Unlike Spender (1992), who analyzes the dual role of firms in knowledge generation and knowledge application, my emphasis is on the firm as an institution for knowledge application. This is not to deny the importance of organizational context in knowledge creation. If production creation requires the integration of each person’s knowledge with that of others, even if knowledge acquisition is individualistic, the firm provides necessary incentives and direction. If knowledge is specific to a particular team production process, then knowledge creation cannot be separated from knowledge application— both occur within a common organizational context. Thus, if the members of Manchester United soccer team have complementary skills, then they need to be tied together by long-term relationships in order to achieve the investment in team-based skills required to maximize team performance. Market contracts are unlikely to achieve the stability of long-term relationships and are likely to give rise to all the problems of opportunism that transactions cost economics predicts are a consequence of small numbers and transaction-specific investments.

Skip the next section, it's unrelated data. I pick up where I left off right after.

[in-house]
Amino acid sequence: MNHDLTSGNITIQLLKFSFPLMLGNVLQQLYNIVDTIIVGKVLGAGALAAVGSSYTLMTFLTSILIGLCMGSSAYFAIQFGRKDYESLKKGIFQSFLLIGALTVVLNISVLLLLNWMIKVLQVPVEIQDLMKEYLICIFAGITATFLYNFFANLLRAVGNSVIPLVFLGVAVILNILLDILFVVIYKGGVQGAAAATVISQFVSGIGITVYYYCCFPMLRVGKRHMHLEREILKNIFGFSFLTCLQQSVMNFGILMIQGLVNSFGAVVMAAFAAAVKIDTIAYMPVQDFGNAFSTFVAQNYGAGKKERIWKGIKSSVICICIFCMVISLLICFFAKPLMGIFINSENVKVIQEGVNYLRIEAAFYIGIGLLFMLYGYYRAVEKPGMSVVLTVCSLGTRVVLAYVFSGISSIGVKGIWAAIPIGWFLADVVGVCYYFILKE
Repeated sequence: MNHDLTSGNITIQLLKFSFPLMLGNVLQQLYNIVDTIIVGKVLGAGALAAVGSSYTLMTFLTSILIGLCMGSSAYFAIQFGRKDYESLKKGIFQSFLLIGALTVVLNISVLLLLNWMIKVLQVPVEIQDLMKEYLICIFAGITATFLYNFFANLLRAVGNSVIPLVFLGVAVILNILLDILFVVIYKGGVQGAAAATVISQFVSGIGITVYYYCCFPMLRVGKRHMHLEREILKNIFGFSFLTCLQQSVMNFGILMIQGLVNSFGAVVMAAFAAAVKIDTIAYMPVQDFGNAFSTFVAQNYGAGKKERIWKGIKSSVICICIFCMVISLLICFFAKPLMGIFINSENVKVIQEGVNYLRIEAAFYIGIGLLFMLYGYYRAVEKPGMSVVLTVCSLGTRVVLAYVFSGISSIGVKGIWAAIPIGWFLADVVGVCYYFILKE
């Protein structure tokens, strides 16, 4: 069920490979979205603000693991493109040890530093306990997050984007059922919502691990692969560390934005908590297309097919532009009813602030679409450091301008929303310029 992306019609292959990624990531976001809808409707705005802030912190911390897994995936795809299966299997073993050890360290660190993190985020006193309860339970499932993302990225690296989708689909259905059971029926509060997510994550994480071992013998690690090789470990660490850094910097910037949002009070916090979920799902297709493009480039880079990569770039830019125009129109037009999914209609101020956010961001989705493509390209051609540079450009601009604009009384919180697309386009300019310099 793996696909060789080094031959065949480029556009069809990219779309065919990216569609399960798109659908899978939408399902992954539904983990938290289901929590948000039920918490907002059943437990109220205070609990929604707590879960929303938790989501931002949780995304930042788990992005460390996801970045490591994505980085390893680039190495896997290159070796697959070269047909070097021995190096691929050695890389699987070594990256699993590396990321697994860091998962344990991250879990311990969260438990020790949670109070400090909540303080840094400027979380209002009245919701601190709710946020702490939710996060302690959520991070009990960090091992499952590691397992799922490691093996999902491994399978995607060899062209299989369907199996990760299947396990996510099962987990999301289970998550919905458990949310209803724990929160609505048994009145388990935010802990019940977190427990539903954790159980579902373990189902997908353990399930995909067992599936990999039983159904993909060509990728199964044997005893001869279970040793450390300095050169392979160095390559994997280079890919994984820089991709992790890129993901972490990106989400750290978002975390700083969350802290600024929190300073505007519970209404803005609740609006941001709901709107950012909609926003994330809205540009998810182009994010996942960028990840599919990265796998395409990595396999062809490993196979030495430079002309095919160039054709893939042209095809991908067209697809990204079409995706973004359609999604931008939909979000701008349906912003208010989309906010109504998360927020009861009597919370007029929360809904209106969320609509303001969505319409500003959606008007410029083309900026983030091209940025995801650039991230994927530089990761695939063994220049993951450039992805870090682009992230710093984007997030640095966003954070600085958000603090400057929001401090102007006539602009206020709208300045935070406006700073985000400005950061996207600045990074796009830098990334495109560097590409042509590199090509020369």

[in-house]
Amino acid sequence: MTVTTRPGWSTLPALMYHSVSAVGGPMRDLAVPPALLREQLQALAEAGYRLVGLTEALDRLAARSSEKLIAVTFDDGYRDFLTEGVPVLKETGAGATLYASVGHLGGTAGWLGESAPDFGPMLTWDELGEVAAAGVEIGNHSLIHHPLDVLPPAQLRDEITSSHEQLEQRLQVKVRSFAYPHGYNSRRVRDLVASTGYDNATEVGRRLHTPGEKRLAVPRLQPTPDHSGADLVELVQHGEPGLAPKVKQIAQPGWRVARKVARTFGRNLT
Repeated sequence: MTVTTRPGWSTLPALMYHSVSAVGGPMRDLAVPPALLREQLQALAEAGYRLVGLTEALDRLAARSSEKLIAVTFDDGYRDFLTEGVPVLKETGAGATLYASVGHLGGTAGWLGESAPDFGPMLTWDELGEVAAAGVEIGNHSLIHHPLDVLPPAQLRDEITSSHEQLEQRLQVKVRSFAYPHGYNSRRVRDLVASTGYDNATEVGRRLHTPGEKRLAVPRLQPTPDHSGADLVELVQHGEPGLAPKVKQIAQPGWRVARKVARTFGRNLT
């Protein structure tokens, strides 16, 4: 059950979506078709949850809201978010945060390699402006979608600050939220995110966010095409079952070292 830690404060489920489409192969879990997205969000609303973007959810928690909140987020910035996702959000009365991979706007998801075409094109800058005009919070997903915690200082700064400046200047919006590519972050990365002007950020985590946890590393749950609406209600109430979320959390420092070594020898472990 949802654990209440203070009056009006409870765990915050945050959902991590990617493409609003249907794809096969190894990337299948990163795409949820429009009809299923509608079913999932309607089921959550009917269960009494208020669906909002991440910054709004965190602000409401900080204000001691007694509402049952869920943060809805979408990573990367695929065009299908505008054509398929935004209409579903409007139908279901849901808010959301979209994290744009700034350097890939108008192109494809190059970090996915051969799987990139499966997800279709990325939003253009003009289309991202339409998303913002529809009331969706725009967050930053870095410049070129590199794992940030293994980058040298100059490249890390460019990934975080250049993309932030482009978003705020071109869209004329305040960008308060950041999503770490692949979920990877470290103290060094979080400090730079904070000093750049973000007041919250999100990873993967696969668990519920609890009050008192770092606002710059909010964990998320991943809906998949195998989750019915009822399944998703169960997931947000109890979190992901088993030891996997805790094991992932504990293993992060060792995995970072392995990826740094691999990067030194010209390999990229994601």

This rationale for the existence of the firm may be criticized as being a special case of the Coase/Williamson transaction cost theory of the firm. Firms exist because they are able to avoid the costs associated with market transactions; the knowledge- based view simply focuses upon the costs associated with a specific type of transaction—those involving knowledge. Certainly, the above analysis draws upon some familiar concepts of market failure. However, the key distinction is emphasis upon the firm as an organization for managing team production rather than an institution for managing transactions. In common with the arguments of Ghoshal and Moran (1996), the central advantage of firms in the production process is not simply an avoidance of the transactions costs associated with market exchange, but their ‘unique advantages for governing certain types of economic activities from a logic that is very different from that of a market (Ghoshal and Moran, 1996: 13). Integrating        the       knowledge       of            many   different individuals in the process of producing goods and services is such a logic. To develop this argument further, these processes for integrating knowledge need to be specified more clearly.

Source: Grant Robert M. (1996), “Toward a Knowledge-Based Theory of the Firm”, Strategic Management Journal,

Vol. 17, Special Issue: Knowledge and the Firm (Winter, 1996), pp. 109-122.